Paul Herman (editor of many Howard books for Wildside Press) has announced that his massive new bibliography on Robert E. Howard will be available shortly. It’s called The Neverending Hunt, and it’s jam-packed with lots of never-before-published information. Paul is the two-time Cimmerian Award winner for Best REH Website, by virtue of HowardWorks — but this book will have much in it that even that colossal site lacks.

For instance, have you ever heard of “Over the Rockies in a Ford?” Of course you haven’t. That’s because it’s a complete, unpublished Howard story that has never seen print anywhere before. If you are a collector of first editions of Howard’s work, you’ll need to order this book.

Have you ever wanted to know exactly how many poems of Howard’s have been found over the years? How about his letters? — just exactly how much exists out there, unpublished and unknown, for you to pine for? Well, wonder no longer — Paul has included not only a Prose Index, but also a Verse Index and a Letters Index, and I guarantee you’ll be astounded at how much Howard stuff remains unpublished and uncollected. We are talking hundreds and hundreds of items for you to add to your collecting lists.

And then there are all the publications that have appeared since Glenn Lord’s standard bio-bibliography appeared as The Last Celt in 1976 (and TLC‘s biblio was only updated up to 1973). Books in English, periodicals, anthologies, chapbooks and products in other unusual formats, plus samplings of books in non-English languages and comics. And just for fun, there are several “best of” lists included to give you an idea of what stories, etc. have garnered the best reputation over the years — perhaps there will be some there you haven’t read and will want to seek out. All of it has been assembled by Paul and pored over by the best Howard scholars and collectors in the business. The result is a 630 page labor of love that no Howard fan can afford to be without.

Collectors take note and beware: whereas a Wildside edition will be coming out early next year, it still isn’t decided yet in what format it will appear, hardcover or trade paper. But regardless of that, Paul is releasing a first edition of the book in a few weeks under his Hermanthis imprint. This edition will be limited to 100 signed and numbered copies (many of which are already spoken for), and it will be a superior grade hardcover. High quality binding, good paper — Paul took the time to look for a printer he really liked. So again, if first edition appearances of Howard stories is your game, you need to act on this now and pre-order.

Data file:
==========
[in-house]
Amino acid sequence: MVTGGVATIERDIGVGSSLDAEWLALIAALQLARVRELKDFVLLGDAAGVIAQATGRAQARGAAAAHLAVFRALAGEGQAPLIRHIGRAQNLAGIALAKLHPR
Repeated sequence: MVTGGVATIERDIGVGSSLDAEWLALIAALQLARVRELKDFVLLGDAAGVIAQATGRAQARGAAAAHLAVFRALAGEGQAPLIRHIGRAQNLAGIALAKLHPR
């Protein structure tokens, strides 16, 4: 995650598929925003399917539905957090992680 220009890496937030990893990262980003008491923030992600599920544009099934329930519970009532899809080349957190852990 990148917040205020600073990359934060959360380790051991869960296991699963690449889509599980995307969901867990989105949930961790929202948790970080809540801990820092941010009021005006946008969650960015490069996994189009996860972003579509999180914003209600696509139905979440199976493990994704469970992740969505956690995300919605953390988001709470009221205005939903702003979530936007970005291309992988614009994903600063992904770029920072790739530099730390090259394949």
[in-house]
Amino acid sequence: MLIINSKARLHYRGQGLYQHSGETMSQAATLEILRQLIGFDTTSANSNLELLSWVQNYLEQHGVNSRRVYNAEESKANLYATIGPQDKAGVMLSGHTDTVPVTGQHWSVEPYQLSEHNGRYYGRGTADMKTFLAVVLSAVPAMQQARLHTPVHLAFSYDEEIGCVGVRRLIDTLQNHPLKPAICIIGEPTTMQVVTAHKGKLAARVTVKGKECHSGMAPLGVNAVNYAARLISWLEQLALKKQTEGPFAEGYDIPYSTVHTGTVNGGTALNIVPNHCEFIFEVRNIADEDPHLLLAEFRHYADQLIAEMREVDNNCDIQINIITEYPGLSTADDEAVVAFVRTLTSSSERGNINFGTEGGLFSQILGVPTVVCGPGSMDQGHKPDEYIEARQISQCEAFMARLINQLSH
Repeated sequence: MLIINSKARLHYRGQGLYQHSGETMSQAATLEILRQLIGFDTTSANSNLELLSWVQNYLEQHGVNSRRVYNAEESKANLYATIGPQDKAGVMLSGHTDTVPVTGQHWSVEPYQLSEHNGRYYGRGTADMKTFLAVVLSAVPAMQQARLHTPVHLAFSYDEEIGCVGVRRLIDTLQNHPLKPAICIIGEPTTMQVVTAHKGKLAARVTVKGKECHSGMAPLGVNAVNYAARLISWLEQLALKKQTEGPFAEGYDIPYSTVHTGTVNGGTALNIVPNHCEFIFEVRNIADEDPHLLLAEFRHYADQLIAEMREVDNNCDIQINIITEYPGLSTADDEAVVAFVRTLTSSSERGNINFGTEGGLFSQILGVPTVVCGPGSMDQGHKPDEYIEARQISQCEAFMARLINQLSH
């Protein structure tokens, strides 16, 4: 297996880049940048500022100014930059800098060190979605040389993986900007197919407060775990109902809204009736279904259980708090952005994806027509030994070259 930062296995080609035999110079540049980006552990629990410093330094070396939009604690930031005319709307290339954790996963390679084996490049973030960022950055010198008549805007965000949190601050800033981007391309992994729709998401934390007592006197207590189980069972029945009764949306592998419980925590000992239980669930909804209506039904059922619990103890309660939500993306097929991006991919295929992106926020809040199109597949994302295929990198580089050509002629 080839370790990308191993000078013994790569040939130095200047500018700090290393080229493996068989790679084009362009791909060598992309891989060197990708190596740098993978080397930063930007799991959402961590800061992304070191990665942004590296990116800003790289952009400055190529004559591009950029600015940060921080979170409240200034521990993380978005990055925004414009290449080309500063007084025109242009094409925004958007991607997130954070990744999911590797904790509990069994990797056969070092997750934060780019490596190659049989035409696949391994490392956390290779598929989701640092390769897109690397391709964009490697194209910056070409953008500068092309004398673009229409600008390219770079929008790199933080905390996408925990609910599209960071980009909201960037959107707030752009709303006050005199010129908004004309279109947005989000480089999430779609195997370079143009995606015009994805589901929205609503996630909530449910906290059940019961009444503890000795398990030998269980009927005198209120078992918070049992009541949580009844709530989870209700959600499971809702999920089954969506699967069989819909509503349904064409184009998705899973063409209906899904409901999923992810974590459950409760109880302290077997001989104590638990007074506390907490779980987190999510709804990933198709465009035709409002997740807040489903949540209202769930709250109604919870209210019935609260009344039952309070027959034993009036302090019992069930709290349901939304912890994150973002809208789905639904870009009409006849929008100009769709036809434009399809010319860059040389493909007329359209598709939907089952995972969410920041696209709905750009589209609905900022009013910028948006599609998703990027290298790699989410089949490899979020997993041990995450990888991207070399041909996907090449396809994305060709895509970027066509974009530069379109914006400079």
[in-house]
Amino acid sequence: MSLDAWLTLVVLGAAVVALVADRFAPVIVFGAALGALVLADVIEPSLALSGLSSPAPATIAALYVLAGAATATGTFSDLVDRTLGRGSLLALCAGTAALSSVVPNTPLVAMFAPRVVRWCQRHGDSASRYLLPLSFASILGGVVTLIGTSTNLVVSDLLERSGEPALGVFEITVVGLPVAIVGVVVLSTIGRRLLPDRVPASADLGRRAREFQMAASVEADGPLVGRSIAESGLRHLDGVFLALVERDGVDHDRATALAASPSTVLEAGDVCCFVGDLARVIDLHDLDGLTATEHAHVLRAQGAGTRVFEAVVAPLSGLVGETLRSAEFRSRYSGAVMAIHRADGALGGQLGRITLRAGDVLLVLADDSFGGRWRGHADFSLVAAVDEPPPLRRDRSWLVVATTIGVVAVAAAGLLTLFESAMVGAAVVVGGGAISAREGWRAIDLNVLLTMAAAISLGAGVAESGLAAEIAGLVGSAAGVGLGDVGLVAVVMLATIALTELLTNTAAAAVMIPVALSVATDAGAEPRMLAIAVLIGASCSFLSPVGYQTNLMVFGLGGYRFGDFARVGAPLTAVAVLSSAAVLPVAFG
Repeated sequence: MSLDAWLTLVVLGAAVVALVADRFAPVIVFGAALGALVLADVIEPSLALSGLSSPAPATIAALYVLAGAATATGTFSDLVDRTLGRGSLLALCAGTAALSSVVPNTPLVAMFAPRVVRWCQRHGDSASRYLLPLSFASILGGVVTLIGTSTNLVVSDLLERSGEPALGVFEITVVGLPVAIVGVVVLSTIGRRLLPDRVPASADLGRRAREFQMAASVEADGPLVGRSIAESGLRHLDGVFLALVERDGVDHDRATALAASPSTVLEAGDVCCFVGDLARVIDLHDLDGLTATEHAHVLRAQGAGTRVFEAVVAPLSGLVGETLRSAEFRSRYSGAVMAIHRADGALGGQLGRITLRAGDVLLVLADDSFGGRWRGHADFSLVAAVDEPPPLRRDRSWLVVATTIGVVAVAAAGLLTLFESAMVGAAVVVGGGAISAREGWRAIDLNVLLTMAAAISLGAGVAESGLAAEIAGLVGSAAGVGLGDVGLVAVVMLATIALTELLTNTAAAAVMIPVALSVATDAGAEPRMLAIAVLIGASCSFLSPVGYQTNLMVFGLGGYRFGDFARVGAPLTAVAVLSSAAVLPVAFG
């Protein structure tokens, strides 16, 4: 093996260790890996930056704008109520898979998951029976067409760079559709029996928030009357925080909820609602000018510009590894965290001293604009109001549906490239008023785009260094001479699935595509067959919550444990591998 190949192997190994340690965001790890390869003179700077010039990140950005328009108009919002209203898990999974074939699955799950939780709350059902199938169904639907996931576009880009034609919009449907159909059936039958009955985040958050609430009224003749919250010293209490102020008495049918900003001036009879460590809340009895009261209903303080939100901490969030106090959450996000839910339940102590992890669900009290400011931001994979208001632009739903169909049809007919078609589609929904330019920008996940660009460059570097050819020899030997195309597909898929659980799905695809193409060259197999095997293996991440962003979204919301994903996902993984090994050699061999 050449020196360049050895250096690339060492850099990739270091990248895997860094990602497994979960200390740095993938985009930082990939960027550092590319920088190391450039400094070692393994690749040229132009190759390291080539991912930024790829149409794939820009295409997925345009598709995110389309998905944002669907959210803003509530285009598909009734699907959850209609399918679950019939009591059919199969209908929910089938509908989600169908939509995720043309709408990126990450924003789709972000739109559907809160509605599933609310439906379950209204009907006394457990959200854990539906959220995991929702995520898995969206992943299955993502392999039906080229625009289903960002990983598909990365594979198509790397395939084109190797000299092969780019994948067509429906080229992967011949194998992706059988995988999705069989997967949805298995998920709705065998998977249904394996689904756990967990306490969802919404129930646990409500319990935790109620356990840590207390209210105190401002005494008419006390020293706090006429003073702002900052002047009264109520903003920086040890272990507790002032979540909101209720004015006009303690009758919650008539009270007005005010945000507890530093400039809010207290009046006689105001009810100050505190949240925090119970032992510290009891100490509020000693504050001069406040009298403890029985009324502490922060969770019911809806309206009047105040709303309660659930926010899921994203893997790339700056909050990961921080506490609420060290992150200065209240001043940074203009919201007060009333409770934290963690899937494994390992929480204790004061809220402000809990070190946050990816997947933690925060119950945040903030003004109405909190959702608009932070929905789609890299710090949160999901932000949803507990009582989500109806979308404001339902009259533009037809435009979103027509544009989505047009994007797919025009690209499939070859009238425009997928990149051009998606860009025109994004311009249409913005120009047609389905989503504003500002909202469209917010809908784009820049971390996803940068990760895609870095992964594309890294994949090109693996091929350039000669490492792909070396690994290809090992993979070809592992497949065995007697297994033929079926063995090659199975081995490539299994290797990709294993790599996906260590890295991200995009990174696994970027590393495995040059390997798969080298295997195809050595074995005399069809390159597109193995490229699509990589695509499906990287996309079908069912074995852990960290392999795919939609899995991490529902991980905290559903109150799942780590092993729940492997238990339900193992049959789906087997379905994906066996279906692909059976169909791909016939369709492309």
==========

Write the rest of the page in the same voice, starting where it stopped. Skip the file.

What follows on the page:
So how do you do that? Pop Paul an e-mail and give him your info. He’s charging $50 per copy, and as I said, this is a high-grade hardcover, 630+ pages, everything in a small 10pt. font and no illustrations or other padding. Just an enormous volume of the factual information Howard collectors and scholars need to keep on top of the tsunami of REH publishing that has gone on for the last three decades, and that continues through this centennial year. The book is updated through July 2006, so you’re getting the absolute latest information.

Paul says he’s all finished with the proofs, and that the first printing of the book should be available in early October. Attendees of the World Fantasy Convention can expect to see copies there only if he doesn’t sell out in the interim, so if you want one of these superior hardcovers, best pre-order now before it’s too late.

This book is a significant event for the centennial. It’s the result, literally, of twenty-five years of research on Paul’s part, and he’s consulted with people as varied as Patrice Louinet, David Gentzel, Dennis McHaney, and others too numerous to mention. And of course Glenn Lord, the Dean of Howard fandom. All of these guys are noted collectors and scholars in their own right, and with The Neverending Hunt you get the sum total of their bibliographic knowledge at your fingertips. That’s huge, and it’s another way in which this centennial year has exceeded all expectations.

ROB ADDS: This is one of the things that I’ve been waiting for: a complete listing of letters and poems. Plus all the things that have come out since 1973. And I finally get to make a mark on the “Unpublished” list. “Over the Rockies in a Ford” is one of the Bill Smalley stories that Howard wrote early on. The very first story he ever submitted, to Adventure, was “Bill Smalley and the Power of the Human Eye,” which was rejected and is only available in an old issue of The Dark Man.